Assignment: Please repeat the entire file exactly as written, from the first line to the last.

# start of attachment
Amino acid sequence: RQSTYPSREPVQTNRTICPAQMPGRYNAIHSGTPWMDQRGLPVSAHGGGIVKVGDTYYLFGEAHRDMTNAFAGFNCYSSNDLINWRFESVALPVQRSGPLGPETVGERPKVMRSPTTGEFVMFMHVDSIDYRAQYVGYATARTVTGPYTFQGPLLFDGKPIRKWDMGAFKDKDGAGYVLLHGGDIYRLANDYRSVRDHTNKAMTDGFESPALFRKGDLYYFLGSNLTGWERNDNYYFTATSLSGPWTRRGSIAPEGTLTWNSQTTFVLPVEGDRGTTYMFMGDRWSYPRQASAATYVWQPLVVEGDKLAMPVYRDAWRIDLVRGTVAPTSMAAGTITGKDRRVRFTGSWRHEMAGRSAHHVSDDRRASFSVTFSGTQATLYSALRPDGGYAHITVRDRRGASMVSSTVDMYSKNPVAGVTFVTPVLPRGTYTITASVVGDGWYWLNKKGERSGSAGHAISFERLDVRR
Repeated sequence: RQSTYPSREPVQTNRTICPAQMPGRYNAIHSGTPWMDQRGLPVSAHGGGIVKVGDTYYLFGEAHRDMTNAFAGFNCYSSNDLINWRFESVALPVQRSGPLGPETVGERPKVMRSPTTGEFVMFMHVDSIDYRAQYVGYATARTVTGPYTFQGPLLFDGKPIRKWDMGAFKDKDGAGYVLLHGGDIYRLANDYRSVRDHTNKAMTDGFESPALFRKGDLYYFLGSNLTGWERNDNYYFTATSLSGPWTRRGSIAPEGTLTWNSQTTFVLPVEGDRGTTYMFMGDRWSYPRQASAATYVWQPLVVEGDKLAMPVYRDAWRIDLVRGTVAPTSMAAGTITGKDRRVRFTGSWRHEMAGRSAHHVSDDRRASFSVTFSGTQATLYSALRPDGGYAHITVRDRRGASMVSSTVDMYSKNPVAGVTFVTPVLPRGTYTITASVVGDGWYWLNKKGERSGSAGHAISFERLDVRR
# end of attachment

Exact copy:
Amino acid sequence: RQSTYPSREPVQTNRTICPAQMPGRYNAIHSGTPWMDQRGLPVSAHGGGIVKVGDTYYLFGEAHRDMTNAFAGFNCYSSNDLINWRFESVALPVQRSGPLGPETVGERPKVMRSPTTGEFVMFMHVDSIDYRAQYVGYATARTVTGPYTFQGPLLFDGKPIRKWDMGAFKDKDGAGYVLLHGGDIYRLANDYRSVRDHTNKAMTDGFESPALFRKGDLYYFLGSNLTGWERNDNYYFTATSLSGPWTRRGSIAPEGTLTWNSQTTFVLPVEGDRGTTYMFMGDRWSYPRQASAATYVWQPLVVEGDKLAMPVYRDAWRIDLVRGTVAPTSMAAGTITGKDRRVRFTGSWRHEMAGRSAHHVSDDRRASFSVTFSGTQATLYSALRPDGGYAHITVRDRRGASMVSSTVDMYSKNPVAGVTFVTPVLPRGTYTITASVVGDGWYWLNKKGERSGSAGHAISFERLDVRR
Repeated sequence: RQSTYPSREPVQTNRTICPAQMPGRYNAIHSGTPWMDQRGLPVSAHGGGIVKVGDTYYLFGEAHRDMTNAFAGFNCYSSNDLINWRFESVALPVQRSGPLGPETVGERPKVMRSPTTGEFVMFMHVDSIDYRAQYVGYATARTVTGPYTFQGPLLFDGKPIRKWDMGAFKDKDGAGYVLLHGGDIYRLANDYRSVRDHTNKAMTDGFESPALFRKGDLYYFLGSNLTGWERNDNYYFTATSLSGPWTRRGSIAPEGTLTWNSQTTFVLPVEGDRGTTYMFMGDRWSYPRQASAATYVWQPLVVEGDKLAMPVYRDAWRIDLVRGTVAPTSMAAGTITGKDRRVRFTGSWRHEMAGRSAHHVSDDRRASFSVTFSGTQATLYSALRPDGGYAHITVRDRRGASMVSSTVDMYSKNPVAGVTFVTPVLPRGTYTITASVVGDGWYWLNKKGERSGSAGHAISFERLDVRR